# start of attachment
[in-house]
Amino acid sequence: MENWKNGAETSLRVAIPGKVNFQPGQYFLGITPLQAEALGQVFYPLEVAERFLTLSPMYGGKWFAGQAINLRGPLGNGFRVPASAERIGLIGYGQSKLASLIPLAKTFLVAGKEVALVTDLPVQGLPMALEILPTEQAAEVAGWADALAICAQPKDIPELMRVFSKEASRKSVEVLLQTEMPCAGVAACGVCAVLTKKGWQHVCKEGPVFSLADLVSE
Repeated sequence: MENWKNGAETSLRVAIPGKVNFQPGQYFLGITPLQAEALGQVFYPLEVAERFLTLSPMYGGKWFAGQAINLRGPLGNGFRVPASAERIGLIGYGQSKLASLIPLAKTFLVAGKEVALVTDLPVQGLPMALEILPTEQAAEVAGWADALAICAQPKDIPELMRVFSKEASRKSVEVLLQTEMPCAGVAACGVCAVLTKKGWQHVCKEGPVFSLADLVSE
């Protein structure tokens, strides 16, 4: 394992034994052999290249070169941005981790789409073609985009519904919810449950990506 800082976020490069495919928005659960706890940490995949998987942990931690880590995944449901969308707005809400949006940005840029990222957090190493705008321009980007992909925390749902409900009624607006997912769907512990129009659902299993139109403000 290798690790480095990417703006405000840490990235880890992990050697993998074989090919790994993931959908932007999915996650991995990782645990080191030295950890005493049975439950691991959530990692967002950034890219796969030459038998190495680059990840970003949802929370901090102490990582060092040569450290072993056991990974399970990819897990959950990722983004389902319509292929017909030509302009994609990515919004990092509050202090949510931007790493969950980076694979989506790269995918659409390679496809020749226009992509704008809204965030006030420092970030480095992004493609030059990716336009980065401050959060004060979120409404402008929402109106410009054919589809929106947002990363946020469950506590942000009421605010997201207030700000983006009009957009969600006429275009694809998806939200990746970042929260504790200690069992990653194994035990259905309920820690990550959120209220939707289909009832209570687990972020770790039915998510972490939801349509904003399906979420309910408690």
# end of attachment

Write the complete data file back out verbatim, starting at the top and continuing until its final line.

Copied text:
[in-house]
Amino acid sequence: MENWKNGAETSLRVAIPGKVNFQPGQYFLGITPLQAEALGQVFYPLEVAERFLTLSPMYGGKWFAGQAINLRGPLGNGFRVPASAERIGLIGYGQSKLASLIPLAKTFLVAGKEVALVTDLPVQGLPMALEILPTEQAAEVAGWADALAICAQPKDIPELMRVFSKEASRKSVEVLLQTEMPCAGVAACGVCAVLTKKGWQHVCKEGPVFSLADLVSE
Repeated sequence: MENWKNGAETSLRVAIPGKVNFQPGQYFLGITPLQAEALGQVFYPLEVAERFLTLSPMYGGKWFAGQAINLRGPLGNGFRVPASAERIGLIGYGQSKLASLIPLAKTFLVAGKEVALVTDLPVQGLPMALEILPTEQAAEVAGWADALAICAQPKDIPELMRVFSKEASRKSVEVLLQTEMPCAGVAACGVCAVLTKKGWQHVCKEGPVFSLADLVSE
């Protein structure tokens, strides 16, 4: 394992034994052999290249070169941005981790789409073609985009519904919810449950990506 800082976020490069495919928005659960706890940490995949998987942990931690880590995944449901969308707005809400949006940005840029990222957090190493705008321009980007992909925390749902409900009624607006997912769907512990129009659902299993139109403000 290798690790480095990417703006405000840490990235880890992990050697993998074989090919790994993931959908932007999915996650991995990782645990080191030295950890005493049975439950691991959530990692967002950034890219796969030459038998190495680059990840970003949802929370901090102490990582060092040569450290072993056991990974399970990819897990959950990722983004389902319509292929017909030509302009994609990515919004990092509050202090949510931007790493969950980076694979989506790269995918659409390679496809020749226009992509704008809204965030006030420092970030480095992004493609030059990716336009980065401050959060004060979120409404402008929402109106410009054919589809929106947002990363946020469950506590942000009421605010997201207030700000983006009009957009969600006429275009694809998806939200990746970042929260504790200690069992990653194994035990259905309920820690990550959120209220939707289909009832209570687990972020770790039915998510972490939801349509904003399906979420309910408690």